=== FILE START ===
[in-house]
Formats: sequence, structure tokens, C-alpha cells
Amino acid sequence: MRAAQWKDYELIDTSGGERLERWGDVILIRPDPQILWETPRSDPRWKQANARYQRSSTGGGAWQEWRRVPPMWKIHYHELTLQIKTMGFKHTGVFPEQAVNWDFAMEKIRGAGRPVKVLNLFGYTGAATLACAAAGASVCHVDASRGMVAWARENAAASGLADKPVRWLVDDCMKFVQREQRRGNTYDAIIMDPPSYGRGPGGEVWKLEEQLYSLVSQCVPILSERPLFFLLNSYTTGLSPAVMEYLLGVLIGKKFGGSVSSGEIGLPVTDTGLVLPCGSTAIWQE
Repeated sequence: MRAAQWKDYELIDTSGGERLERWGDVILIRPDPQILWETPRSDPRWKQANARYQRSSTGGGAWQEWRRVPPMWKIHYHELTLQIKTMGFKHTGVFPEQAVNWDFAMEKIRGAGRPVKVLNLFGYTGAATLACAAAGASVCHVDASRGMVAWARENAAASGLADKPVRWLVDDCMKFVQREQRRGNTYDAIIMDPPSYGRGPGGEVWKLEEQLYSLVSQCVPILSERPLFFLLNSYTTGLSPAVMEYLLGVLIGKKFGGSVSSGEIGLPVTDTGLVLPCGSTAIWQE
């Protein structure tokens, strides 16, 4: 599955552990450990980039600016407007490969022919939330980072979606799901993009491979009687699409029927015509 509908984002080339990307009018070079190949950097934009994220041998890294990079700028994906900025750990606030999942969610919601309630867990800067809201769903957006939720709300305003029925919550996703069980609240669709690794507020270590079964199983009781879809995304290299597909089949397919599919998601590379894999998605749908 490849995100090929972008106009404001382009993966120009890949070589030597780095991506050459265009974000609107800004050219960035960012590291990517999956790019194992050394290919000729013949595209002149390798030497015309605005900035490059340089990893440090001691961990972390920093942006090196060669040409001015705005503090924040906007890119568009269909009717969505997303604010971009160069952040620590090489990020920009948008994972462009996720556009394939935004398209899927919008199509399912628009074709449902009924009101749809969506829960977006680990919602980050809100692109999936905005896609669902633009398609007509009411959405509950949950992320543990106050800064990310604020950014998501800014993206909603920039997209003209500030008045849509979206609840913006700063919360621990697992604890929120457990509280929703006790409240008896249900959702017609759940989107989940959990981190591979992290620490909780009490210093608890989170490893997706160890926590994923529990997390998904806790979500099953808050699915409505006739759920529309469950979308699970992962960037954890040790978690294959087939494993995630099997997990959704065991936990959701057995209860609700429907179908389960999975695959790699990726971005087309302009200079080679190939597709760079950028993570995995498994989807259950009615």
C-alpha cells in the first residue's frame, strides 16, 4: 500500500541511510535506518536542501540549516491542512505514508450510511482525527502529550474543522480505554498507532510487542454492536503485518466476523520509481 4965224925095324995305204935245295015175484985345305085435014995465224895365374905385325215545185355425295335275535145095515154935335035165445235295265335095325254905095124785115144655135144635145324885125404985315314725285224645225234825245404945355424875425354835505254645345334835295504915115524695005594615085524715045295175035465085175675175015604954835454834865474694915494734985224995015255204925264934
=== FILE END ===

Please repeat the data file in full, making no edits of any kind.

[in-house]
Formats: sequence, structure tokens, C-alpha cells
Amino acid sequence: MRAAQWKDYELIDTSGGERLERWGDVILIRPDPQILWETPRSDPRWKQANARYQRSSTGGGAWQEWRRVPPMWKIHYHELTLQIKTMGFKHTGVFPEQAVNWDFAMEKIRGAGRPVKVLNLFGYTGAATLACAAAGASVCHVDASRGMVAWARENAAASGLADKPVRWLVDDCMKFVQREQRRGNTYDAIIMDPPSYGRGPGGEVWKLEEQLYSLVSQCVPILSERPLFFLLNSYTTGLSPAVMEYLLGVLIGKKFGGSVSSGEIGLPVTDTGLVLPCGSTAIWQE
Repeated sequence: MRAAQWKDYELIDTSGGERLERWGDVILIRPDPQILWETPRSDPRWKQANARYQRSSTGGGAWQEWRRVPPMWKIHYHELTLQIKTMGFKHTGVFPEQAVNWDFAMEKIRGAGRPVKVLNLFGYTGAATLACAAAGASVCHVDASRGMVAWARENAAASGLADKPVRWLVDDCMKFVQREQRRGNTYDAIIMDPPSYGRGPGGEVWKLEEQLYSLVSQCVPILSERPLFFLLNSYTTGLSPAVMEYLLGVLIGKKFGGSVSSGEIGLPVTDTGLVLPCGSTAIWQE
């Protein structure tokens, strides 16, 4: 599955552990450990980039600016407007490969022919939330980072979606799901993009491979009687699409029927015509 509908984002080339990307009018070079190949950097934009994220041998890294990079700028994906900025750990606030999942969610919601309630867990800067809201769903957006939720709300305003029925919550996703069980609240669709690794507020270590079964199983009781879809995304290299597909089949397919599919998601590379894999998605749908 490849995100090929972008106009404001382009993966120009890949070589030597780095991506050459265009974000609107800004050219960035960012590291990517999956790019194992050394290919000729013949595209002149390798030497015309605005900035490059340089990893440090001691961990972390920093942006090196060669040409001015705005503090924040906007890119568009269909009717969505997303604010971009160069952040620590090489990020920009948008994972462009996720556009394939935004398209899927919008199509399912628009074709449902009924009101749809969506829960977006680990919602980050809100692109999936905005896609669902633009398609007509009411959405509950949950992320543990106050800064990310604020950014998501800014993206909603920039997209003209500030008045849509979206609840913006700063919360621990697992604890929120457990509280929703006790409240008896249900959702017609759940989107989940959990981190591979992290620490909780009490210093608890989170490893997706160890926590994923529990997390998904806790979500099953808050699915409505006739759920529309469950979308699970992962960037954890040790978690294959087939494993995630099997997990959704065991936990959701057995209860609700429907179908389960999975695959790699990726971005087309302009200079080679190939597709760079950028993570995995498994989807259950009615």
C-alpha cells in the first residue's frame, strides 16, 4: 500500500541511510535506518536542501540549516491542512505514508450510511482525527502529550474543522480505554498507532510487542454492536503485518466476523520509481 4965224925095324995305204935245295015175484985345305085435014995465224895365374905385325215545185355425295335275535145095515154935335035165445235295265335095325254905095124785115144655135144635145324885125404985315314725285224645225234825245404945355424875425354835505254645345334835295504915115524695005594615085524715045295175035465085175675175015604954835454834865474694915494734985224995015255204925264934